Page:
Anyway, the pie was DE-LIC-IOUS. Completely forget about your diet and have more than one piece of this tasty dish. It's savory, yet the natural sugars in the tomatoes caramelize to add the perfect amount of sweetness. It was totally worth the effort!

Any of my Australian readers out there... I'd love to hear your thoughts about pies!

Aussie Beef Pie

Adapted from Cooking from the Heart

Shortcrust Pastry
1 and 1/4 sticks unsalted butter, chilled and cut into cubes
2 cups (300 g) all purpose flour

½ tsp salt

1.5 tsp white wine vinegar

1/3 cup water, chilled

Beef Pie
2 tablespoons olive oil

1/2 large white onion, diced

1/2 cup carrots, diced

1/2 cup celery, diced 

3 garlic cloves, minced

1 tablespoon thyme
2 teaspoons oregano
1 can diced tomatoes, drained

1/4 cup wine, whichever ya got- I only had white open so that's what I used

2 teaspoons salt

1 teaspoon black pepper

1.5 pounds lean ground beef or sirloin steak cut into 1/2 inch cubes

1 tablespoon flour
1.5 cups beef stock, divided (you may not use all of it, just keep it handy in case you do)
2/3 cup frozen peas

1 batch of shortcrust pastry (see above) or 3 sheets of frozen pie dough
2 sheets of frozen puff pastry

Egg Wash
1 egg

3 tablespoons water

1 pinch salt

If you are planning pies for dinner, you’ll need to start this recipe about 6 hours before you intend to eat your pies to allow time for the pastry to rest in the fridge after mixing (at least 2 hours) and rolling (another 2 hours).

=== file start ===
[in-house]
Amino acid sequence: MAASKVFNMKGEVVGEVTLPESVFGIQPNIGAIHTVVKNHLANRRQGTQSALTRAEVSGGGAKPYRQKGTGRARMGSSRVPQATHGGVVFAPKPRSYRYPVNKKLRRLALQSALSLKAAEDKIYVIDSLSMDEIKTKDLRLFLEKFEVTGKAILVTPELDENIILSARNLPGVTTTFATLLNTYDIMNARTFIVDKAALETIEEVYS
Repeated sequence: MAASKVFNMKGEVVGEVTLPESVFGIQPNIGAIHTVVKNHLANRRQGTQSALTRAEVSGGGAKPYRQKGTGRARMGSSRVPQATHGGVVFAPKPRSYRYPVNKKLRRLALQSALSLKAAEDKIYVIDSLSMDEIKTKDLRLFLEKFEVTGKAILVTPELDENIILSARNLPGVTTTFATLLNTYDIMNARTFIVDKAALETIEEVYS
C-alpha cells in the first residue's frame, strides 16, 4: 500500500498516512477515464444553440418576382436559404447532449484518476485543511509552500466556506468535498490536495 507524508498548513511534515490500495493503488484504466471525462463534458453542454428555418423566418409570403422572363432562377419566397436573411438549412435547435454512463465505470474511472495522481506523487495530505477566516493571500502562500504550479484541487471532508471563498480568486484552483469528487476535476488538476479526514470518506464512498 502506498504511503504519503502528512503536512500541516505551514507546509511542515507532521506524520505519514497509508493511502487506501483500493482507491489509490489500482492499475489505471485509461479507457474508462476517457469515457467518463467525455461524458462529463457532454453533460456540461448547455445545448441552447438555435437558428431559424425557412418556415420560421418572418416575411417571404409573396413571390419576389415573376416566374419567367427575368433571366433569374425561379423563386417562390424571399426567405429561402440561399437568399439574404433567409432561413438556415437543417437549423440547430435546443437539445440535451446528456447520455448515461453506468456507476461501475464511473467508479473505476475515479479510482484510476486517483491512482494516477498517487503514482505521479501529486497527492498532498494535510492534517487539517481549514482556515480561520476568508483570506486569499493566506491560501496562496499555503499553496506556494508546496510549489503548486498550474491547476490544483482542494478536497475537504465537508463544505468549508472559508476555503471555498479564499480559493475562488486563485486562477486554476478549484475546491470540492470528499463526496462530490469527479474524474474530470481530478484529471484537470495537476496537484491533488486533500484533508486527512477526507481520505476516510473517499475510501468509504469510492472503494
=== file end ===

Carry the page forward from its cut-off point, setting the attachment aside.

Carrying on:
Start with the pastry. Sift the flour and salt in the bowl of a food processor and add the cubed butter, pulsing in 1-second bursts about 6 times to partly combine. Be careful not to overmix! Remove the dough from the processor and gently shape into an inch thick disc, wrap up in plastic wrap and place in refrigerator for 2 hours.

After 2 hours, rest the dough on the counter for 15 minutes. Roll out on a floured surface until the dough is about 3 mm thick. Trim the dough to the size of the baking pan(s) you’re planning to use, then drape gently into the dish. Press dough into all surfaces of the pan, and try to leave about ¼ inch overhang over the top. Cover with plastic wrap again and chill for another 2 hours.

While the dough is chilling, start on the pie filling. Heat the oil in a large saucepan over low heat and cook the onions until softened, about 3 minutes. Add the carrot, celery, garlic, thyme and oregano and cook for a further 5 minutes. Stir through the tomato, wine, salt and pepper and simmer for another 5 minutes.

Add the beef, stirring to combine and then add about ½ cup of the beef stock. Simmer and leave for 2 hours, stirring every 20 minutes. You may need to add more stock towards the end to ensure the mixture doesn’t catch on the bottom of the pan and burn. I ended up using about a total of 1.5 cups of stock.